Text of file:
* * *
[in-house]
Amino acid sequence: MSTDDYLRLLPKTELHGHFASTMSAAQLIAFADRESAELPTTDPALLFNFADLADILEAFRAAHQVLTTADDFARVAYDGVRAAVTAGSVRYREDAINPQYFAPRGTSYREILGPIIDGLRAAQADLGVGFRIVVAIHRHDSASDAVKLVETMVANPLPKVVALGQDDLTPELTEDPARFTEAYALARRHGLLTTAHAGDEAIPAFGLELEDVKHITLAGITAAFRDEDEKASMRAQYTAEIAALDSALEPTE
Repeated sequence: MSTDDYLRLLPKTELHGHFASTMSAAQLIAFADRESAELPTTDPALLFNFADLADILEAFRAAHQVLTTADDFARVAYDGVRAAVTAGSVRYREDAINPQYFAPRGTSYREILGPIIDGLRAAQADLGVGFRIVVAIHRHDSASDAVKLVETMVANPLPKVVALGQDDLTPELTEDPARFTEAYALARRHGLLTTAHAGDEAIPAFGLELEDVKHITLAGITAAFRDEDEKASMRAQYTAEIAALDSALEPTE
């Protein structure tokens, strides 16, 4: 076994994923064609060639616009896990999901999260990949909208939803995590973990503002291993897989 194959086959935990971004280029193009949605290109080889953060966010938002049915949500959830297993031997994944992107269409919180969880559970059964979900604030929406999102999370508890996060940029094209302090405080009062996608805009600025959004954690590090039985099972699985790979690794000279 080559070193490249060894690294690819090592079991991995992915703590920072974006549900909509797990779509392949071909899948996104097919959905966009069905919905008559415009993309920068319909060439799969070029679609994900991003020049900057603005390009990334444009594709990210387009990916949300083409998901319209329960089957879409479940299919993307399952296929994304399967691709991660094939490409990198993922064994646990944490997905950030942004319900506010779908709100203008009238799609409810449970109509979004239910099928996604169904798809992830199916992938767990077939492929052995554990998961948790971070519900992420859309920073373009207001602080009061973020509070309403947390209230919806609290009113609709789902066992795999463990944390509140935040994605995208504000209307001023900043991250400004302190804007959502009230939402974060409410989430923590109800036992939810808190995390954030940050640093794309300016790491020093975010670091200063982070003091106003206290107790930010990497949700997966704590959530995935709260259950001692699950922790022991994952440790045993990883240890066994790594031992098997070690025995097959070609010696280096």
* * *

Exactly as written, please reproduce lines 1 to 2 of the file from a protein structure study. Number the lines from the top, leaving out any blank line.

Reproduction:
[in-house]
Amino acid sequence: MSTDDYLRLLPKTELHGHFASTMSAAQLIAFADRESAELPTTDPALLFNFADLADILEAFRAAHQVLTTADDFARVAYDGVRAAVTAGSVRYREDAINPQYFAPRGTSYREILGPIIDGLRAAQADLGVGFRIVVAIHRHDSASDAVKLVETMVANPLPKVVALGQDDLTPELTEDPARFTEAYALARRHGLLTTAHAGDEAIPAFGLELEDVKHITLAGITAAFRDEDEKASMRAQYTAEIAALDSALEPTE